Representative examples of water-borne adhesives suitable for use in this invention include materials such as acrylic-based KiwoPrint D-series adhesives (Kiwo, Inc., Seabrook, Tex.). One benefit of water-borne adhesives is that the humidity of the printing environment can be maintained at a desired level to avoid premature drying of the adhesive. One disadvantage of water-borne adhesives is that the depth of the flow channel 114 is reduced significantly when the aqueous carrier evaporates. In addition, water-borne adhesives may not have sufficient mechanical strength to prevent deformation when subjected to externally applied pressure.
Representative examples of solvent-borne adhesives suitable for use in this invention include materials such as acrylic-based KiwoPrint L-series and TC-series adhesives (Kiwo, Inc., Seabrook, Tex.). Solvent-borne adhesives are more difficult to use than are water-borne adhesives, because evaporation of solvent is more facile than water. In addition, the depth of the flow channel 114 decreases significantly following removal of solvent.
Representative examples of UV-curable adhesives suitable for use in this invention include materials such as Kiwo UV3295VP (Kiwo, Inc., Seabrook, Tex.), which comprises acrylic acid, benzophenone, isobornyl acrylate, isobornyl methacrylate, proprietary photoinitiator, and proprietary acrylic oligimer and polyesters. Advantages of UV-curable adhesives include resistance to drying under ambient conditions (i.e., external ultraviolet radiation is required to initiate polymerization) and the ability to maintain the thickness of layer immediately following printing throughout the curing process. As mentioned previously, the depth of the flow channel 114 derived from thickness of water-borne and solvent-borne adhesives decreases upon curing (reduction in the depth of the flow channel 114 ranges from about 40% to about 70%). The viscosity of the UV-curable adhesive can be modified from the original formulation by the inclusion of fumed silica (Cab-O-Sil M5, Cabot Corporation, Boston, Mass.). The addition of fumed silica (preferably up to 3% by weight) allows modification of viscosity without adversely affecting the bonding characteristics of the cured adhesive. The increased viscosity of the ink improves the definition of the walls of the flow channel by reducing the ability of the ink to spread between the time it is printed and the time it is cured. The thickness of the spacer layer 112 can be controlled by selecting appropriate mesh counts and thread thickness of the screen used for printing these adhesives. Alternatively, the adhesive can be screen printed by means of a stencil screen of desired thickness.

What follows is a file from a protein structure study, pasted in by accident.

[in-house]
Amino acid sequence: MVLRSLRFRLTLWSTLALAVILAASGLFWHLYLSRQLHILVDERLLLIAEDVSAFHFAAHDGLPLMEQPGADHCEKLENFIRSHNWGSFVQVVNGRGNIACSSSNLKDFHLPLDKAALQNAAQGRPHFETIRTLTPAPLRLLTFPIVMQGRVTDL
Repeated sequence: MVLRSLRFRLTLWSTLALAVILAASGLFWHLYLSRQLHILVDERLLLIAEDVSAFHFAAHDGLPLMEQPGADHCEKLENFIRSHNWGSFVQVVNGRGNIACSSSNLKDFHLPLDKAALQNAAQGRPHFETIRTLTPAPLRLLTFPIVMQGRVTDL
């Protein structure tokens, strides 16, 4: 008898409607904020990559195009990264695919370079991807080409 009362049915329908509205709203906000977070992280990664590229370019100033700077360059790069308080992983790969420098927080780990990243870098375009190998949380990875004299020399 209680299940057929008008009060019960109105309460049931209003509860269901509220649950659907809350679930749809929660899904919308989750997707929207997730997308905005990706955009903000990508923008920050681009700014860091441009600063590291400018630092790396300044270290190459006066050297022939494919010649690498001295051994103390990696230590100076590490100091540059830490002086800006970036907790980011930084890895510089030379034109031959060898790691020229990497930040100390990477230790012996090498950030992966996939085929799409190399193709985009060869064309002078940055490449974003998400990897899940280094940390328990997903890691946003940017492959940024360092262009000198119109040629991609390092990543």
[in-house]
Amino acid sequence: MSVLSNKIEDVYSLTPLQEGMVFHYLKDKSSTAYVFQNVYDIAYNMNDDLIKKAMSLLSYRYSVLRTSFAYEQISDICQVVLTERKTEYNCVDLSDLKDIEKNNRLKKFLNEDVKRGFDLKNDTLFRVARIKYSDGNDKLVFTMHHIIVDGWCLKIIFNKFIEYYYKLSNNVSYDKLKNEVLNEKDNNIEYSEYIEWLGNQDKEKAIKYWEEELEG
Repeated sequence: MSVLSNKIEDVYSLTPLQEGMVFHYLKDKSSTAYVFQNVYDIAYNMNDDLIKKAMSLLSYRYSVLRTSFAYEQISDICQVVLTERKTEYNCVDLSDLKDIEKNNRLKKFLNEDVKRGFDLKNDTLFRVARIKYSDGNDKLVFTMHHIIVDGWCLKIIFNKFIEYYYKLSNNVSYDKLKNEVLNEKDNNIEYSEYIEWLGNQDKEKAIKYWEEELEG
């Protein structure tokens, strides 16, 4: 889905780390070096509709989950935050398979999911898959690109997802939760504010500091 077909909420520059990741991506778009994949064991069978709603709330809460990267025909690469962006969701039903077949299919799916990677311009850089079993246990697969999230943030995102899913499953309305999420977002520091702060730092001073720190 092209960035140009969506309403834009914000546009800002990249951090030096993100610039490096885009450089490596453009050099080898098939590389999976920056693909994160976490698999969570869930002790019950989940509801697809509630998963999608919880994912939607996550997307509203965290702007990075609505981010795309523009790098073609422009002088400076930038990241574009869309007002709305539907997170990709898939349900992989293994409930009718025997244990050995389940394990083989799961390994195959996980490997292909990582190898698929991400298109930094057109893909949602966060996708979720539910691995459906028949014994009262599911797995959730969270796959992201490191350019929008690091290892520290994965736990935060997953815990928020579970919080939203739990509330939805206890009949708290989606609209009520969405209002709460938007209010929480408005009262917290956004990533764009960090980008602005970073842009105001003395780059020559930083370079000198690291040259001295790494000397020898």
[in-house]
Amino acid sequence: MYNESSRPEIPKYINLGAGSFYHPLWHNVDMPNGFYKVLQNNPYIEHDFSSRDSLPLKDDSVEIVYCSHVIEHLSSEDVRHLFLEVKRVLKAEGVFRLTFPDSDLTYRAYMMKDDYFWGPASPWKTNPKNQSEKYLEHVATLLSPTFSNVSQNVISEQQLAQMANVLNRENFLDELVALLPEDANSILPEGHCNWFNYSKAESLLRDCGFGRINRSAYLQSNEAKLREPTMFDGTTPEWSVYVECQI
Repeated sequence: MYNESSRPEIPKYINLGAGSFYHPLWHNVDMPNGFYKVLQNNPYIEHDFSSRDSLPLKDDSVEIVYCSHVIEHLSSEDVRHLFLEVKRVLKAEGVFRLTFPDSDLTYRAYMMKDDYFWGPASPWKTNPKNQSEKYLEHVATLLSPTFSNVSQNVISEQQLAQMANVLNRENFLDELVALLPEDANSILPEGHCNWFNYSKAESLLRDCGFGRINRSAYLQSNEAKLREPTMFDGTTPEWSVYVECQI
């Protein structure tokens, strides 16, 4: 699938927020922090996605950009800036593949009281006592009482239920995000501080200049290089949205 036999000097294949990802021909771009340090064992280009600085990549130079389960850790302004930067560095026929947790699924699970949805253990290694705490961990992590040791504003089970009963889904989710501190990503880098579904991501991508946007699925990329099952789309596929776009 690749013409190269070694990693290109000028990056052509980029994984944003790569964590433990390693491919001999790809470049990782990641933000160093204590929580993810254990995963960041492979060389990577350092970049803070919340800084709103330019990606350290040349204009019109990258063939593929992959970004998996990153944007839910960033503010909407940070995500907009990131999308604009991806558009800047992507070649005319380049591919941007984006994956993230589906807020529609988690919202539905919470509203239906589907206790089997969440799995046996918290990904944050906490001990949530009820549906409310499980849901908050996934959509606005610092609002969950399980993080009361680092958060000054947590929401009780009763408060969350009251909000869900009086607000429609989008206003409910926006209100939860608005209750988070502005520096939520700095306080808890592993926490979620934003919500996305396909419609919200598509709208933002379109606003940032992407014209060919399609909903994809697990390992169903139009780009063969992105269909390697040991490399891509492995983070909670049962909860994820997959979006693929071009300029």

Registration tolerances of a spacer layer 112 applied by a method of printing are well suited for rapid manufacturing of a sensor having the form of a strip. In particular, the material for forming the spacer layer 112 can simply be printed at a conveniently located printing station. If the spacer layer 112 is applied by means of a tape cut from a sheet, it is required that the tape cut from the sheet be placed in the prescribed area of the sensor, so that the adhesive does not cover any area that must remain exposed. Likewise, if the spacer layer 112 is applied by means of printing of an adhesive, it is required that the adhesive be printed in the prescribed area of the sensor, so that the adhesive does not cover any area that must remain exposed.
The cover layer 116 is preferably made from an inert polymeric material. Representative examples of materials that can be used to form the cover layer 116 include, but are not limited to polyester, e.g., poly(ethylene terephthalate, polycarbonate, poly(vinyl chloride), etc. The dimensions of the cover layer 116 are not critical, but a typical cover layer 116 has a length of from about 15 mm to about 35 mm, a width of from about 3 mm to about 10 mm, and a thickness of from about 0.05 mm to about 1 mm.
The cover layer 116 has a layer of mesh 118 adhered thereto. The layer of mesh 118 can be formed from a woven or a non-woven mesh. A layer of mesh 118 is then deposited over the cover layer 116. The layer of mesh 118 can be laminated to the cover layer 116. The layer of mesh 118 can be impregnated with the reagents for the reaction of interest. Alternatively, the cover layer 116 can be printed with a pattern to simulate a layer of mesh (hereinafter referred to as a mesh-like pattern). The material thus printed can be soluble or insoluble in the sample medium. This printed mesh-like pattern may alternatively contain the reagents for the reaction of interest.